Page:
One of the last topics we need to cover on the VCP-DCV study guide is a configuration of different networking stacks. You can create a custom TCP/IP stack on a host to forward networking traffic through a custom application.
Once you set a TCP/IP stack for the VMkernel adapter, you cannot change it later. If you select the vMotion or the Provisioning TCP/IP stack, you can use only these stacks to handle vMotion or Provisioning traffic on the host. All VMkernel adapters for vMotion on the default TCP/IP stack are disabled for future vMotion sessions.
If you set the Provisioning TCP/IP stack, VMkernel adapters on the default TCP/IP stack are disabled for operations that include Provisioning traffic, such as virtual machine cold migration, cloning, and snapshot migration.
If you must change the TCP/IP stack configuration, delete the existing VMkernel adapter and create a new one. You can then create a TCP/IP stack for that adapter.
- Open an SSH connection to the host.
- Log in as the root user.
- Run the ESXCLI command.
esxcli network ip netstack add -N=”stack_name”
TCP/IP Stacks at the VMkernel Level
Default TCP/IP stack – Provides networking support for the management traffic between vCenter Server and ESXi hosts, and for system traffic such as vMotion, IP storage, Fault Tolerance, and so on.
vMotion TCP/IP stack – Supports the traffic for live migration of virtual machines. Use the vMotion TCP/IP to provide better isolation for the vMotion traffic. After you create a VMkernel adapter on the vMotion TCP/IP stack, you can use only this stack for vMotion on this host. The VMkernel adapters on the default TCP/IP stack are disabled for the vMotion service. If a live migration uses the default TCP/IP stack while you configure VMkernel adapters with the vMotion TCP/IP stack, the migration completes successfully. However, the involved VMkernel adapters on the default TCP/IP stack are disabled for future vMotion sessions.
Provisioning TCP/IP stack – Supports the traffic for virtual machine cold migration, cloning, and snapshot migration. You can use the provisioning TCP/IP to handle Network File Copy (NFC) traffic during long-distance vMotion. NFC provides a file-specific FTP service for vSphere. ESXi uses NFC for copying and moving data between datastores. VMkernel adapters configured with the provisioning TCP/IP stack handle the traffic from cloning the virtual disks of the migrated virtual machines in long-distance vMotion. By using the provisioning TCP/IP stack, you can isolate the traffic from the cloning operations on a separate gateway. After you configure a VMkernel adapter with the provisioning TCP/IP stack, all adapters on the default TCP/IP stack are disabled for the Provisioning traffic.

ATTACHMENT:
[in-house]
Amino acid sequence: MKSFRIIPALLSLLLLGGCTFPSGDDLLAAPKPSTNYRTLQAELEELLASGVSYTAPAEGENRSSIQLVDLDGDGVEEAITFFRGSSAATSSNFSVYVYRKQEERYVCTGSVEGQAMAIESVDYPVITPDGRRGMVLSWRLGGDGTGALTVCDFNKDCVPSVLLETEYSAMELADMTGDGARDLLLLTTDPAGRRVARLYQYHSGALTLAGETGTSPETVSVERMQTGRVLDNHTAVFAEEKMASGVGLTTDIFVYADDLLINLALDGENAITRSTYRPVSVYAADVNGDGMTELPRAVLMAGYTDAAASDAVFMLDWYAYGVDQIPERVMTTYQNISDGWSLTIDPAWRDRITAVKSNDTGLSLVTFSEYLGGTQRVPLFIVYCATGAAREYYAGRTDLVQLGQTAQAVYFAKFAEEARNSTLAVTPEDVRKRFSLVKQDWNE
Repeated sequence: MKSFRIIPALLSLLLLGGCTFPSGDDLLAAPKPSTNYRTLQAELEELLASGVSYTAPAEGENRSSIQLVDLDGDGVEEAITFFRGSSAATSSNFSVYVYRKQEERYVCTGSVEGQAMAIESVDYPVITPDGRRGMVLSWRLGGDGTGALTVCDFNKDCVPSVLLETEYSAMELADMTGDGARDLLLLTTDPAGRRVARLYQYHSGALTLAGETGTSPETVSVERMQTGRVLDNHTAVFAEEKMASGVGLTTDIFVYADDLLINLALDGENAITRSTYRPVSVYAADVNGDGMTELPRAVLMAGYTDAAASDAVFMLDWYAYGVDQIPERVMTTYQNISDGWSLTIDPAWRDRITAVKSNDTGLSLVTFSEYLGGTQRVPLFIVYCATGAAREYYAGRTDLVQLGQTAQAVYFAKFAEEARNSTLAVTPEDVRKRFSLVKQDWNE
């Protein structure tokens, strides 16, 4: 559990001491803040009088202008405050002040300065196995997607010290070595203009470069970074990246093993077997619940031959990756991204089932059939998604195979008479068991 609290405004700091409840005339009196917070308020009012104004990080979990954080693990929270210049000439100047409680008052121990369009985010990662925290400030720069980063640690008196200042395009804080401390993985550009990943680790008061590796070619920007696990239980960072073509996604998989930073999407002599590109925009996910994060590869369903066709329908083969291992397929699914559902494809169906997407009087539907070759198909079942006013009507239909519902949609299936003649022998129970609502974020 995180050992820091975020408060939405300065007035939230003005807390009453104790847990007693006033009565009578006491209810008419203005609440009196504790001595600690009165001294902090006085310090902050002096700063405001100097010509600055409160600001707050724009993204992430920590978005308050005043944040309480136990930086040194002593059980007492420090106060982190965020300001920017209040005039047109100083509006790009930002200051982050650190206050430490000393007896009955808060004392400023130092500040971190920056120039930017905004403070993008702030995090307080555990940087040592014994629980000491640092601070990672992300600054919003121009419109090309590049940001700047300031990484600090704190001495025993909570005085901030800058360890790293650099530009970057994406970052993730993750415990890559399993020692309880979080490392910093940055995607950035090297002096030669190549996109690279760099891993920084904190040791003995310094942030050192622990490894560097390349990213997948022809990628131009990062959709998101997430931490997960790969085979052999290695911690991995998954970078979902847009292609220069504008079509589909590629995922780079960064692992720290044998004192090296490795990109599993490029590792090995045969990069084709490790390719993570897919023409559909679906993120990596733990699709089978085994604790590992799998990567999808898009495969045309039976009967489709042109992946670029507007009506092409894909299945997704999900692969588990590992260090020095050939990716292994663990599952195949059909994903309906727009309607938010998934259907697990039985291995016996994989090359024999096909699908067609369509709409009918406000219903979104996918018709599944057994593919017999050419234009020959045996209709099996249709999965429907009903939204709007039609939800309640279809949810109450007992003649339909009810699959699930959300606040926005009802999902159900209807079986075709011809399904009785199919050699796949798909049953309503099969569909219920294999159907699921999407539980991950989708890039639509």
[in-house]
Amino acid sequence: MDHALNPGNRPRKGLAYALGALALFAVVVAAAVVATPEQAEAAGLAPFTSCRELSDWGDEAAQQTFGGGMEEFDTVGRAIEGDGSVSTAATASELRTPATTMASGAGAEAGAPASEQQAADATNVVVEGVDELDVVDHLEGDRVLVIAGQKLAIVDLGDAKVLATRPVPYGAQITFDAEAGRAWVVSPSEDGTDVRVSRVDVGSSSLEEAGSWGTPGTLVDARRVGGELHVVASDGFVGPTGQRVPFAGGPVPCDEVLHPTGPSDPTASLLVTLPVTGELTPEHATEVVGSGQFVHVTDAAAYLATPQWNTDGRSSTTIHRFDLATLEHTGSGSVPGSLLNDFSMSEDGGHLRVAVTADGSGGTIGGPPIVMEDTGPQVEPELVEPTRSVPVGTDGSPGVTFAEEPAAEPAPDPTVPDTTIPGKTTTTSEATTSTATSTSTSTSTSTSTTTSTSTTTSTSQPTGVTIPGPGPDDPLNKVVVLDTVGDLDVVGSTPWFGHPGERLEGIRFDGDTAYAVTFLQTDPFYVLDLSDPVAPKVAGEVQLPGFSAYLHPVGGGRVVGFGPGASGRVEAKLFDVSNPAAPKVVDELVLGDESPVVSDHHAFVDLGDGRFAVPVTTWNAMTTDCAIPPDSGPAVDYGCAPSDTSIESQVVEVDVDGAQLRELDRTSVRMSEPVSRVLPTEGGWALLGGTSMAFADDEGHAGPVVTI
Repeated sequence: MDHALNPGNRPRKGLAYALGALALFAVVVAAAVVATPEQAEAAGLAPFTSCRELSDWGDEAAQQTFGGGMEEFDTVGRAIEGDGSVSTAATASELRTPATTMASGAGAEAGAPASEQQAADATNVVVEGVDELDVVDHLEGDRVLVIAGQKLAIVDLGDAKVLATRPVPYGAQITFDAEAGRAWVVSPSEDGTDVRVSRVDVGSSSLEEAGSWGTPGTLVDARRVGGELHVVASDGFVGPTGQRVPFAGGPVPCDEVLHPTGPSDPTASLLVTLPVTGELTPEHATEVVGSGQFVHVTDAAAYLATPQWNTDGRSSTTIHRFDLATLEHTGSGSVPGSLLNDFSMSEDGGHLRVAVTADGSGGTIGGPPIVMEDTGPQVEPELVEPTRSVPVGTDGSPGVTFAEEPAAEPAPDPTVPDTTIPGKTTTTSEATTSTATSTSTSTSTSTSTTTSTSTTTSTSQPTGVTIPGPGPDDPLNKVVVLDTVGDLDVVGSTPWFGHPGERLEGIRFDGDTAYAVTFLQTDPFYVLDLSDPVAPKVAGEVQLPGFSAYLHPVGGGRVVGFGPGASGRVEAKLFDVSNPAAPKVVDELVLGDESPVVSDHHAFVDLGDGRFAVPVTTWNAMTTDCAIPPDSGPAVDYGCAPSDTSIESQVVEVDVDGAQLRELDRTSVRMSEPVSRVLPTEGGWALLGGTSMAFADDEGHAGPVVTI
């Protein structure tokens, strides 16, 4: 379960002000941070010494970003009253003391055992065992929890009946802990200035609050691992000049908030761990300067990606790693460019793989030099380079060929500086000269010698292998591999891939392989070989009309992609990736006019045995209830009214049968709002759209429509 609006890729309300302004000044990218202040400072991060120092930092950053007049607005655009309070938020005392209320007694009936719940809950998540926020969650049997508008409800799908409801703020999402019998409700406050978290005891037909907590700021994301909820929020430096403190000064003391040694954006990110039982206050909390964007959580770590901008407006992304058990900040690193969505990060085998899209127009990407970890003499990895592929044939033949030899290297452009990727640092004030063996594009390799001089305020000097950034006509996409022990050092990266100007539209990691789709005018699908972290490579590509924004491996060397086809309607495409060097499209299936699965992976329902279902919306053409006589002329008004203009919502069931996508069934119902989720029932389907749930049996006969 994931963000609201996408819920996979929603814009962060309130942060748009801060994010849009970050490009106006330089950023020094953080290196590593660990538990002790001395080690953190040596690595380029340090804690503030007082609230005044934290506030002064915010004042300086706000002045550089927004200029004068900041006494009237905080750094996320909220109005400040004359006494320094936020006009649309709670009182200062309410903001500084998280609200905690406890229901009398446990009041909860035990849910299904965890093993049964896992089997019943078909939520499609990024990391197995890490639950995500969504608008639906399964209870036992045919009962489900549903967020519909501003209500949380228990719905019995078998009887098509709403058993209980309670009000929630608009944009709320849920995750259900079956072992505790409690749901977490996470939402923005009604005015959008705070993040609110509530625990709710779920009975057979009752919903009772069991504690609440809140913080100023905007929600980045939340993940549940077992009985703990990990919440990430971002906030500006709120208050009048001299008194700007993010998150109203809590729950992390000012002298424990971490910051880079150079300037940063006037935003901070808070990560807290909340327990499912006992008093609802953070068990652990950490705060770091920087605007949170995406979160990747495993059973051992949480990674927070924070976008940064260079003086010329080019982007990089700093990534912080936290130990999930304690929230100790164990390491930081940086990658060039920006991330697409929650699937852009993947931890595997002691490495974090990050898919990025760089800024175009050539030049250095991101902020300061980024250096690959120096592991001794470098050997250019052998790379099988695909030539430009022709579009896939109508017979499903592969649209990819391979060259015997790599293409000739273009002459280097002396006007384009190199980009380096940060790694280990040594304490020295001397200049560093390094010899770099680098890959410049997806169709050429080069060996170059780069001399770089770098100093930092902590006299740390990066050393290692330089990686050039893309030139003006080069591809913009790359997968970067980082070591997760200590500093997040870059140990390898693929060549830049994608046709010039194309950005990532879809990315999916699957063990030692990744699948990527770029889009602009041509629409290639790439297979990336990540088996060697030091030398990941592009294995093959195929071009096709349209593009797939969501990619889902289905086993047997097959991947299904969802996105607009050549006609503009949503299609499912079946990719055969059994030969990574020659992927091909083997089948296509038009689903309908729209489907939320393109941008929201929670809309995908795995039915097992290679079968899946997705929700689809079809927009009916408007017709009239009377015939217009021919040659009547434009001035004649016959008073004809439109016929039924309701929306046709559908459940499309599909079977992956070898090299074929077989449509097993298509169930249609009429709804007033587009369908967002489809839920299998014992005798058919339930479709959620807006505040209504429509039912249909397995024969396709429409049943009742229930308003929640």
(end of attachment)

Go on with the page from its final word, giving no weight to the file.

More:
System Traffic Types
Dedicate a separate VMkernel adapter for every traffic type . For distributed switches, dedicate a separate distributed port group for each VMkernel adapter.
Management traffic – Carries the configuration and management communication for ESXi hosts, vCenter Server, and host-to-host High Availability traffic. By default, when you install the ESXi software, a vSphere Standard switch is created on the host together with a VMkernel adapter for management traffic. To provide redundancy, you can connect two or more physical NICs to a VMkernel adapter for management traffic.
vMotion traffic – Accommodates vMotion. A VMkernel adapter for vMotion is required both on the source and the target hosts. Configure The VMkernel adapters for vMotion to handle only the vMotion traffic. For better performance, you can configure multiple NIC vMotion. To have multi-NIC vMotion, you can dedicate two or more port groups to the vMotion traffic, respectively every port group must have a vMotion VMkernel adapter associated with it. Then you can connect one or more physical NICs to every port group. In this way, multiple physical NICs are used for vMotion, which results in greater bandwidth .
Note: vMotion network traffic is not encrypted. You should provision secure private networks for use by vMotion only.
Provisioning traffic – Handles the data that is transferred for virtual machine cold migration, cloning, and snapshot migration.
IP storage traffic and discovery – connect your storage types that use standard TCP/IP networks and depend on the VMkernel networking. Storage using software iSCSI, dependent hardware iSCSI, and NFS.
If you have two or more physical NICs for iSCSI, you can configure iSCSI multipathing. ESXi hosts support NFS 3 and 4.1. To configure a software Fibre Channel over Ethernet (FCoE) adapter, you must have a dedicated VMkernel adapter. Software FCoE passes configuration information through the Data Center Bridging Exchange (DCBX) protocol by using the Cisco Discovery Protocol (CDP )VMkernel module.
Fault Tolerance traffic – Handles the data that the primary fault-tolerant VM sends to the secondary fault tolerant virtual machine over the VMkernel networking layer. A separate VMkernel adapter for Fault Tolerance logging is required on every host that is part of a vSphere HA cluster.
vSphere Replication traffic – Handles the outgoing replication data that the source ESXi host transfers to the vSphere Replication server. Dedicate a VMkernel adapter on the source site to isolate the outgoing replication traffic.
vSphere Replication NFC traffic – Handles the incoming replication data on the target replication site.
vSAN traffic – Every host that participates in a vSAN cluster must have a VMkernel adapter to handle the vSAN traffic.
Find other chapters on the main page of the guide – VCP7-DCV Study Guide – VCP-DCV 2021 Certification.
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